“We use the analogy: Treat `COVID’ like the F-word in church,” said the owner of Scarehouse, an industrial-sized indoor haunted house in Windsor, Ont.

“It’s too real and so close to home. It’s almost like when you tell a joke and they say, `Too soon.”’

Lippert said that’s one of several rules he’s introduced at his haunt in order to keep people feeling safe and heath authorities satisfied. Ticketholders arrive at staggered times, and everyone is required to wear a mask.

Creepy objects that once brushed against visitors have been removed, and the giant airbags that evoke the feeling of claustrophobia have been stowed away to decrease the potential spread of germs.

Lippert describes those as small changes in a challenging year.

Many haunt operators were jittery about moving ahead with their usual Halloween festivities, considering health authorities could shut down the houses without much notice if the region experiences a surge in local cases. That would leave a brutal dent in their investments.

“If we can keep our doors open for the full run at this point, that would be a success for us,” Lippert said.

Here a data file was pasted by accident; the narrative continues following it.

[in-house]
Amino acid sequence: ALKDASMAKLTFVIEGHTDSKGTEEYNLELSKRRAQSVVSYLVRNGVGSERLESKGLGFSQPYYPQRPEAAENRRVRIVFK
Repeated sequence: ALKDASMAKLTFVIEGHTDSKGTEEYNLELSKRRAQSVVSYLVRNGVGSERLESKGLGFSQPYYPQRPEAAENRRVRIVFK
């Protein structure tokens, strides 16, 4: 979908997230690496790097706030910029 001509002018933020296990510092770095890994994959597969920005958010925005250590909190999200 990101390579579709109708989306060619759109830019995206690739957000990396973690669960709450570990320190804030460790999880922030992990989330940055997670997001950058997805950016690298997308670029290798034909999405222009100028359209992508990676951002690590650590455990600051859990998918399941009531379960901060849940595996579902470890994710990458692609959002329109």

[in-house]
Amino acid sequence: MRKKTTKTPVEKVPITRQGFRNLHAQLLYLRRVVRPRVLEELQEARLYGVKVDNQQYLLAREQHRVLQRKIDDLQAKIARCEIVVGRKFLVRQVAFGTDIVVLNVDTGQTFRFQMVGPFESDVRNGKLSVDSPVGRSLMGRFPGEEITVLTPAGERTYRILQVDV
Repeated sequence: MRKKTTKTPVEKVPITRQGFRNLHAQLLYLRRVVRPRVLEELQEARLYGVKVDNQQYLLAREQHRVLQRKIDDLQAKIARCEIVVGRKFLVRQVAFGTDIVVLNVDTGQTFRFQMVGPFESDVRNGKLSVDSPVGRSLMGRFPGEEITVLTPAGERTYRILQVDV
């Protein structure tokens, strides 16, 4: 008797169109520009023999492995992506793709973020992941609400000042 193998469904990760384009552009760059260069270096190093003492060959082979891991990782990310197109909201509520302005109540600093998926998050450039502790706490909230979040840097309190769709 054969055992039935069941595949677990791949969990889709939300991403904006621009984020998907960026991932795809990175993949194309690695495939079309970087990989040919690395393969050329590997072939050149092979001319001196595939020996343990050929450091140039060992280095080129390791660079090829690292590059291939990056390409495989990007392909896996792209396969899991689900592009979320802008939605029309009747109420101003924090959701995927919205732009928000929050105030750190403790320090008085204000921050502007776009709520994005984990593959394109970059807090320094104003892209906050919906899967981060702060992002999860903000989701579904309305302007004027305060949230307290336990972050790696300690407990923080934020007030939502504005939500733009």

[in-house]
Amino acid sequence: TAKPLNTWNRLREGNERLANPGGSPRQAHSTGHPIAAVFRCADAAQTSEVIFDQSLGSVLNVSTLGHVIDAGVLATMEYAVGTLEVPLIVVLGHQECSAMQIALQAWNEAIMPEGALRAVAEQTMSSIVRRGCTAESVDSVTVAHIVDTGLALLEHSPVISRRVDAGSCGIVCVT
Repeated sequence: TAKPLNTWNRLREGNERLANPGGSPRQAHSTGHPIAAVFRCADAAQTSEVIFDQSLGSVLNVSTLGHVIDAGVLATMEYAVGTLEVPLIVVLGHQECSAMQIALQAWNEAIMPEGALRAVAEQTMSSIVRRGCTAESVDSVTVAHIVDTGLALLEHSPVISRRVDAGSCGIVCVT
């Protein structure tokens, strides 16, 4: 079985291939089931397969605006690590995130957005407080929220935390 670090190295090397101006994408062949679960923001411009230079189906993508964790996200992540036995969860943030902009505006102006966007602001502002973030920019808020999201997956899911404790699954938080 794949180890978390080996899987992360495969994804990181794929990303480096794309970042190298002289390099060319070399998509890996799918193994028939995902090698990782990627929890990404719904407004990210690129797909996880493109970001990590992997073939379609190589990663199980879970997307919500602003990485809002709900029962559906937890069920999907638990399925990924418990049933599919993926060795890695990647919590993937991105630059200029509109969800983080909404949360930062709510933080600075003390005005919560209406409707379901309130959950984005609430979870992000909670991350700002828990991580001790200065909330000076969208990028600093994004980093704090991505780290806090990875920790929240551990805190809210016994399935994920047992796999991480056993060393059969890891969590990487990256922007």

Several Toronto haunted houses decided the risk was too high. Casa Loma’s Legends of Horror and 28-year pillar Screemers at Exhibition Place were among the operators who decided to sit this year out, even before the city introduced tighter restrictions that would’ve closed them anyway.

Some organizers have used the pandemic to imagine ways to scare the living daylights out of people from a distance — often from the safety of their own vehicles.

The Pickering Museum Village put a historic spin on its spooky experience with a drive-thru tour that urged visitors to creep their cars along a roadway checkered with old houses, as ghost stories played on their FM radios.

Others have gone online with virtual group parties for kids or, for those of legal drinking age, what’s being sold as Canada’s first Virtual Halloween Cocktail Crawl.